VANCOUVER — First the glove. No one gets near them without the glove.
Only with one hand properly sheathed in white cotton are visitors allowed to hold them — gold, silver and bronze Olympic and Paralympic medals on display at the Canadian mint in downtown Vancouver.
They have proved to be one of the most popular attractions of the Winter Games, with as many as 7,000 medalheads lining up every day to see the hardware. Waits can be as long as seven hours.
"We'll stand as long as it takes," said Christopher Ridge of Vancouver, who was waiting with his two sons, 7 and 9, several hundred people back to get in one day this week.
"It's just so exciting to be able to touch a piece of the Olympics," he said. "They'll remember this forever."
No prints allowed
Inside the mint, each person is given a white glove — no prints allowed on the medals. They are attached to ribbons, just like the athletes' are, but the privilege of slipping a medal around your neck is reserved for Olympians.
This year's medals are among the heaviest in the history of the Winter Games, tipping the scales at as much as 1¼ pounds — about what a 20-ounce bottle of soda weighs.
They also have an unusual look — an undulating face, to evoke the landscape of British Columbia — and each is laser-etched with a unique design based on two original pieces of local artwork.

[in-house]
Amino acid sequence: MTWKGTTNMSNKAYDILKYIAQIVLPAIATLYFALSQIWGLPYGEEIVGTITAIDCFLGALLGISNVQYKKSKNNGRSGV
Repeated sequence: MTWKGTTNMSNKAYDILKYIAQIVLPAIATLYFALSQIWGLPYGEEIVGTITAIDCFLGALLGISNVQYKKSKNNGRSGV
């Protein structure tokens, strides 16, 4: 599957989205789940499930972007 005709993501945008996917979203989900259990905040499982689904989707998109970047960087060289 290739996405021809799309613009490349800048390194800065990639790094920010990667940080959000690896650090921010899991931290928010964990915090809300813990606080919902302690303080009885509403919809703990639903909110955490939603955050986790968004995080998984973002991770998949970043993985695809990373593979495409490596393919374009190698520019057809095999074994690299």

The wavy design has been criticized online, compared to microwaved Frisbee, a warped vinyl record or the melting clocks in the famous painting by Salvador Dali.
Coming out of the mint, Vancouverites were having none of it.
"I think they're unique, just like this is a unique place," said Callie Withers of West Vancouver, who said she had waited in line for more than an hour to hold the gold. "I think they're perfect. I wish I could wear one."
Sterling silver core
The gold medal actually has a sterling silver core. And the bronze is mostly copper. Vancouver organizers wanted it that way because copper looks less like gold than bronze. Plus it evokes cedar.
The medals are on display through Sunday, when the games end. Alexandre Reeves, a spokesman for the mint, said the institution was considering other ways to let Canadians see them.
"We thought, realistically, maybe 4,000 people a day would be a normal kind of turnout," he said. "The enthusiasm has been really, really surprising and flattering."
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